Samuel L. Jackson and the Damaged White Folk in Black Snake Moan
How do you make a movie about a dirty blond nymphomaniac chained inside an African American man’s shack in the deep south? Very carefully. Writer and director Craig Brewer fashioned the award winning Hustle and Flow in 2005, which concerns a
Apparently, Craig Brewer thought up Black Snake Moan while filming Hustle and Flow, and while the new film is definitely edgy and original, the story suffers from the Brewer’s heightened concern with the audience’s ethical reaction, and no doubt
For awhile, at least, Black Snake Moan shows plenty of attitude. Strutting around the dirt roads of backwater
Meanwhile, farmer Lazarus has problems of his own: his wife has run off with his younger brother, leaving him angry enough to run a tractor over his wife’s rose patch next to the shack when he’s not threatening his brother with the edge of a broken bottle in the neighborhood honky-tonk. As he throws out her stuff one morning, he stumbles across the town tramp (Rae) nearby, so he carries her inside and starts to nurse her back to health. When investigating her status in town, he learns of her nymphomania, (“She’s got that itch, you know,” as one of her lovers says), so he gradually decides to chain her inside as a crude form of intervention. When she finally wakes up and realizes that she has a large chain tied around her waist, first she tries to escape, and then she tries to seduce him, but Lazarus says with Biblical fervor “I mean to cure you of your wickedness. I ain’t gonna be moved. You ain’t going to bend my will. I’m gonna suffer you.” Samuel L. Jackson is well-suited for the role, especially if one remembers his Ezekial 25:17 speech in Pulp Fiction where he turns a gangster murder into an old testament judgment. There his speech rises to a climactic “And you will know my name is the Lord when I lay my vengeance upon thee” before he and John Travolta shoot the drug dealers in the room.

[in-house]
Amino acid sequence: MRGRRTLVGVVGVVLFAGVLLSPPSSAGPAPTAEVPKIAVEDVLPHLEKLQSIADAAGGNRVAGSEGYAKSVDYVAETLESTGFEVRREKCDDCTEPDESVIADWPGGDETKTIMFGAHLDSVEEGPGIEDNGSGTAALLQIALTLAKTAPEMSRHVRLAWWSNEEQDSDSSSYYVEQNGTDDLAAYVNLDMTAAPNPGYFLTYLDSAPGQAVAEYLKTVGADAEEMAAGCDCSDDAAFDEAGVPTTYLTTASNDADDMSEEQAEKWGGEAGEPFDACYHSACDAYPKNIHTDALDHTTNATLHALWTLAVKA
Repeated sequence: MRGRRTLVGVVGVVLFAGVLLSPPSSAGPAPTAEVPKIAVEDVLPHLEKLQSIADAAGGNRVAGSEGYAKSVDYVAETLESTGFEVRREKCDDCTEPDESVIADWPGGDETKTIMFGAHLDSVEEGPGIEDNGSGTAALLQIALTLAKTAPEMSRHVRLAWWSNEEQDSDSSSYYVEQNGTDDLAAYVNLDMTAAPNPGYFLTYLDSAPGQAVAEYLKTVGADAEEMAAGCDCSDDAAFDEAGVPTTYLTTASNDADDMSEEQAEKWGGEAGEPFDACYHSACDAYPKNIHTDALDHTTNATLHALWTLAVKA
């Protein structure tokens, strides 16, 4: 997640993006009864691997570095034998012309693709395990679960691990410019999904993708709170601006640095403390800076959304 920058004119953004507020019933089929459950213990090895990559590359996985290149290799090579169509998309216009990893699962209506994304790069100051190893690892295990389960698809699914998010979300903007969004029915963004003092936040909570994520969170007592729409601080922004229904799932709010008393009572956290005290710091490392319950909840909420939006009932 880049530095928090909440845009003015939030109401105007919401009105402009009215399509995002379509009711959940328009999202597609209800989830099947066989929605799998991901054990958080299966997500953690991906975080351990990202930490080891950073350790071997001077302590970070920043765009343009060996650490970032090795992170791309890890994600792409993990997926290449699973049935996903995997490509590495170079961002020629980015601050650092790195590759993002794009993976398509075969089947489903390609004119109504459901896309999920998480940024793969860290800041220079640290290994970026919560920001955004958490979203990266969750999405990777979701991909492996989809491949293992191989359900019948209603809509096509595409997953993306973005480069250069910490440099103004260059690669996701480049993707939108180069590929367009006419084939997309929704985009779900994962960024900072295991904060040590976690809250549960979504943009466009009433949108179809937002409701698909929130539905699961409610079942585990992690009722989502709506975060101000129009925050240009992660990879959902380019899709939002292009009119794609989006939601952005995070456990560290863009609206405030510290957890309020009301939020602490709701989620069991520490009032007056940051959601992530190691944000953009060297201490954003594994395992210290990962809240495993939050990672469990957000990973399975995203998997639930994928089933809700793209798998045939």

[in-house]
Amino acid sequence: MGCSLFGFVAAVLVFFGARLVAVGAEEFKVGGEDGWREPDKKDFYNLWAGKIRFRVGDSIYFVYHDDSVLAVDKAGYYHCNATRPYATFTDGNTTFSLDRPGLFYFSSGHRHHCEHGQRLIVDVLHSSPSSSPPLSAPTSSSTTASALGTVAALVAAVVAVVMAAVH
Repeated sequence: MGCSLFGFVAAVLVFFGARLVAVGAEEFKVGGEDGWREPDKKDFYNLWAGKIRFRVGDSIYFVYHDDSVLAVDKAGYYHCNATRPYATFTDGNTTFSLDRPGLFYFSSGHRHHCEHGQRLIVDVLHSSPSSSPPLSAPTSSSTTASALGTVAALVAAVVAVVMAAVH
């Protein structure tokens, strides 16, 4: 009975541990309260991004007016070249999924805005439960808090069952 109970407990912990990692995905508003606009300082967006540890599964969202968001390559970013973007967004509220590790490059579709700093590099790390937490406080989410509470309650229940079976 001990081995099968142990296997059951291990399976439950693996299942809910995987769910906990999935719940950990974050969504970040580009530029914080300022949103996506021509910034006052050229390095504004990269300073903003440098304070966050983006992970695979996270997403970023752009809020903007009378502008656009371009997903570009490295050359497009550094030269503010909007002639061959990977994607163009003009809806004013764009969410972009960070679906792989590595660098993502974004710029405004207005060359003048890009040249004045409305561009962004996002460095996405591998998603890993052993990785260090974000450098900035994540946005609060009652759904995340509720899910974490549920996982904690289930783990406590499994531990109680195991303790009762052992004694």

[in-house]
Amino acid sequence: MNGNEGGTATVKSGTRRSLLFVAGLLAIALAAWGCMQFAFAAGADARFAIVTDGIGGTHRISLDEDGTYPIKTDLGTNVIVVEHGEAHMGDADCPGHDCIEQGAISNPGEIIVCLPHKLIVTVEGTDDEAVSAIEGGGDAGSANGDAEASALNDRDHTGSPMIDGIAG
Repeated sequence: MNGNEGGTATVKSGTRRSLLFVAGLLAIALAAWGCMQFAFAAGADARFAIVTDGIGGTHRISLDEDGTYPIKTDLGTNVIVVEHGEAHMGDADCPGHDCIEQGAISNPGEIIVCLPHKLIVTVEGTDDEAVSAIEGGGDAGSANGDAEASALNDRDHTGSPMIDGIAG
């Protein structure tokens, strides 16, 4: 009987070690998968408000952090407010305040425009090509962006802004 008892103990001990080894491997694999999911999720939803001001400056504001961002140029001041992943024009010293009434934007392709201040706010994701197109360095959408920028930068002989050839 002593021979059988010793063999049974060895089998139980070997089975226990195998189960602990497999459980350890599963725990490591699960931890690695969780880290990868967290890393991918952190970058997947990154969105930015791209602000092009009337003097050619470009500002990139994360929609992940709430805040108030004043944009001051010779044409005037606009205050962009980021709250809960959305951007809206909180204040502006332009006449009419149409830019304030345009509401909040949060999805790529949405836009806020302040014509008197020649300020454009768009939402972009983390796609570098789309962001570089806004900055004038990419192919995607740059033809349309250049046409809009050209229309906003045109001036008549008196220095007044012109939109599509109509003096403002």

In Black Snake Moan,
For a time, the two leads have nicely tense scenes, but, unfortunately, Justin Timberlake appears back in town, and the film devolves quickly into histrionics. Craig Brewer wants to make a point about how we all suffer from anxieties, but when the film turns to curing Rae and Ronnie of their problems, I suddenly wanted to leave the theater. Some plot shifts are worse than getting tied down with a forty pound chain.